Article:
Pinoy Culture

Bent but Not Broken

Davao Oriental

Ida Damo
Ida Damo | Jul 15, 2013

As you look at the flag waving in the wind, your eyes stray to its pole which was bent. This to me symbolized the resilience of all our brothers and sisters in Davao Oriental who braved Typhoon Pablo in December of 2012 and survived. They are bent but not broken.

Typhoon Pablo was something that the people of Davao Oriental were unprepared for. The last typhoon which hit the area was in 1912. A hundred years after, Typhoon Pablo happened.

Sagip Kapamilya ABS-CBN Foundation and numerous donors and volunteers have been helping Davao Oriental since Day 1. It started with the rescue operations then came the retrieval and on to relief and rehabilitation.

Medical missions, feeding programs, relief distribution of food and clothing came first. Generous hearts and hands gave time, effort, money, labor and goods. In Tagum City and Davao City, sacks of rice, boxes of noodles, canned goods and clothing came non-stop at the Sagip Kapamilya Centers.

Volunteers helped in repacking and loading of goods to trucks and vans which were also generously offered by sponsors. Even the Greenpeace’s boat “Esperanza” was mobilized to bring the goods by sea to Baganga and Cateel, two of the towns hit badly by Pablo.

Various organizations trooped to Davao Oriental and in New Bataan to bring relief goods. Still, a lot of private citizens gave anonymously and did their own relief operations.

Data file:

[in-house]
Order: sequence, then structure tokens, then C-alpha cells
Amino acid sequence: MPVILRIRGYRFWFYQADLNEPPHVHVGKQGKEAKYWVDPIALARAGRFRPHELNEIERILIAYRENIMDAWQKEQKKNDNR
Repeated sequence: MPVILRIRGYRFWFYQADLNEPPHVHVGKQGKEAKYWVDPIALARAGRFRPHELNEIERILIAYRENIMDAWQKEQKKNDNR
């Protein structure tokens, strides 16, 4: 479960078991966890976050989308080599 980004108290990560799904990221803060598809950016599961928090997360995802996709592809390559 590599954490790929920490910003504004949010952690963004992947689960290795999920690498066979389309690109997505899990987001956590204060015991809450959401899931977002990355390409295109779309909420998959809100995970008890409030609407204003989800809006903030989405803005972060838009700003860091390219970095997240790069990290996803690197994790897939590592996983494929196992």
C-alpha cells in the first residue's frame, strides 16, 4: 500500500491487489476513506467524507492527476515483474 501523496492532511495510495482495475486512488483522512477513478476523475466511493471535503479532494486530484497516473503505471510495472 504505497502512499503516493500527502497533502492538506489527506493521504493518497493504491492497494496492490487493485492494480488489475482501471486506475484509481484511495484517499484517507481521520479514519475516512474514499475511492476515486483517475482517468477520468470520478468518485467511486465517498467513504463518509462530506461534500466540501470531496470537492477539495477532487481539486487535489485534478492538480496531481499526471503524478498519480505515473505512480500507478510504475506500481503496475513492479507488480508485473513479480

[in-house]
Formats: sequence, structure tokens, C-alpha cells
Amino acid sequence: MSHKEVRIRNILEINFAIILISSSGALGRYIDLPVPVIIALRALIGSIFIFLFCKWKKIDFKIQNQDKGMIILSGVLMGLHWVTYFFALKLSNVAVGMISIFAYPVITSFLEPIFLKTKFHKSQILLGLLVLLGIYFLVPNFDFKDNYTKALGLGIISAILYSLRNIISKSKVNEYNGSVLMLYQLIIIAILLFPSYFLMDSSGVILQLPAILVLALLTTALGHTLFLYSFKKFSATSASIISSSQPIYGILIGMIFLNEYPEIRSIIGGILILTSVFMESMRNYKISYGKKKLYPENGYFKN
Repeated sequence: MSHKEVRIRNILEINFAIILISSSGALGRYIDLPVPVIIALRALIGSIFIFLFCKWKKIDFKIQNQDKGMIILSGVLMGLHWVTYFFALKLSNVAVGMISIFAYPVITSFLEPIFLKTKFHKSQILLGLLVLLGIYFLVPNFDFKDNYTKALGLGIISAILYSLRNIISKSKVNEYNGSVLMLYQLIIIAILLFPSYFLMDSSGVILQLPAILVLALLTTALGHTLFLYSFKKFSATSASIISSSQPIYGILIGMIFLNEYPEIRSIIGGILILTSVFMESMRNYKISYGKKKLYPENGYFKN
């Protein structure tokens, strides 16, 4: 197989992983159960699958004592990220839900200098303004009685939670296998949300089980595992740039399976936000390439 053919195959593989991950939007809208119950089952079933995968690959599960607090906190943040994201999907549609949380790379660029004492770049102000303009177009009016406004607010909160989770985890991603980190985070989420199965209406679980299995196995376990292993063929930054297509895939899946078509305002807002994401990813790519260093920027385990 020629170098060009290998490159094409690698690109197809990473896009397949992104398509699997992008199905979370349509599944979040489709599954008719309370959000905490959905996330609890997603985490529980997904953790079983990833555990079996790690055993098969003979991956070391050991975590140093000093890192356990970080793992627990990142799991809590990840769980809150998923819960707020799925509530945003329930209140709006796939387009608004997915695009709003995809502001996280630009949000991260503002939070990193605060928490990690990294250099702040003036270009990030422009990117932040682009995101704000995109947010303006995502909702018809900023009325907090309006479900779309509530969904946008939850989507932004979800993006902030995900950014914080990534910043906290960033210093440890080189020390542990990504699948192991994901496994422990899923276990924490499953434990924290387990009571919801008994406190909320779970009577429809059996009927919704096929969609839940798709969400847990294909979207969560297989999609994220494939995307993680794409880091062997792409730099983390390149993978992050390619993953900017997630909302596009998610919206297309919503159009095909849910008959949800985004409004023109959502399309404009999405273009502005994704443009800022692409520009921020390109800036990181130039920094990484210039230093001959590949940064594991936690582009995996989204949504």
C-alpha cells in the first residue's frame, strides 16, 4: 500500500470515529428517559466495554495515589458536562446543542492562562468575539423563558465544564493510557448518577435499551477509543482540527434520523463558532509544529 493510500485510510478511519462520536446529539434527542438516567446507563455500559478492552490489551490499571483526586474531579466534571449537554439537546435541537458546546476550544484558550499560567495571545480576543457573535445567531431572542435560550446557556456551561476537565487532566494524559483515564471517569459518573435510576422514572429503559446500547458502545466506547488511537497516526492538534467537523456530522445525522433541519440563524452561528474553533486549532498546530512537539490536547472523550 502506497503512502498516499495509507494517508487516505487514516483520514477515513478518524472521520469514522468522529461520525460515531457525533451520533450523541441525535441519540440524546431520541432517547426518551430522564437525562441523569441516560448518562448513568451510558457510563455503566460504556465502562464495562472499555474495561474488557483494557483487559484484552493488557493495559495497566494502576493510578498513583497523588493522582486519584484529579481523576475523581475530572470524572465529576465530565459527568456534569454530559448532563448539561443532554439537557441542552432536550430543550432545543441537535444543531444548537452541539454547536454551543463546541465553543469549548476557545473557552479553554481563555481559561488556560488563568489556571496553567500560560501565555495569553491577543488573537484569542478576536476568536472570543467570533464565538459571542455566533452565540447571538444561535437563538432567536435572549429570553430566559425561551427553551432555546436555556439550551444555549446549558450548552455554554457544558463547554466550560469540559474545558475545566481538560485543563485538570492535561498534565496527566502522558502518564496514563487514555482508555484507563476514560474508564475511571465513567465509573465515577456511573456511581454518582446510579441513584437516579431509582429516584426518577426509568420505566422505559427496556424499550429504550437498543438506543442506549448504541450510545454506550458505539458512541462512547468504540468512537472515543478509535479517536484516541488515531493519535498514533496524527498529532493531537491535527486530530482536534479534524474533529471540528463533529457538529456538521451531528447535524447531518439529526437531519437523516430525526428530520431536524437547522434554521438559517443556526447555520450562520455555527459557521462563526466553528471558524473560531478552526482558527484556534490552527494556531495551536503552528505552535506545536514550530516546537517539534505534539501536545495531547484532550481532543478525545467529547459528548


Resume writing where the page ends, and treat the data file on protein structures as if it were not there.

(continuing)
Rehabilitation came in the form of psychological intervention for children and adults affected by the typhoon.

Schools and classrooms have been rebuilt and houses reconstructed as part of the rehabilitation efforts.

The people of Davao Oriental might have lost loved ones, livelihood and home but hope springs eternal in the eyes of kids who were back in schools repaired and rebuilt by generous donors. Happy smiles welcome school supplies of notebooks, writing pads, pens, crayons and pencils and hungry mouths fed for a meal of rice porridge cooked and distributed by helping hands.

Parents mirror the happiness of their children enjoying their new school supplies.

Through it all, the Filipino spirit of getting back on both feet after a fall and of being there for our fellowmen prevailed.

Like the flagpole, we may be bent but not broken. And although it may take some time, like the flag, we will fly again.

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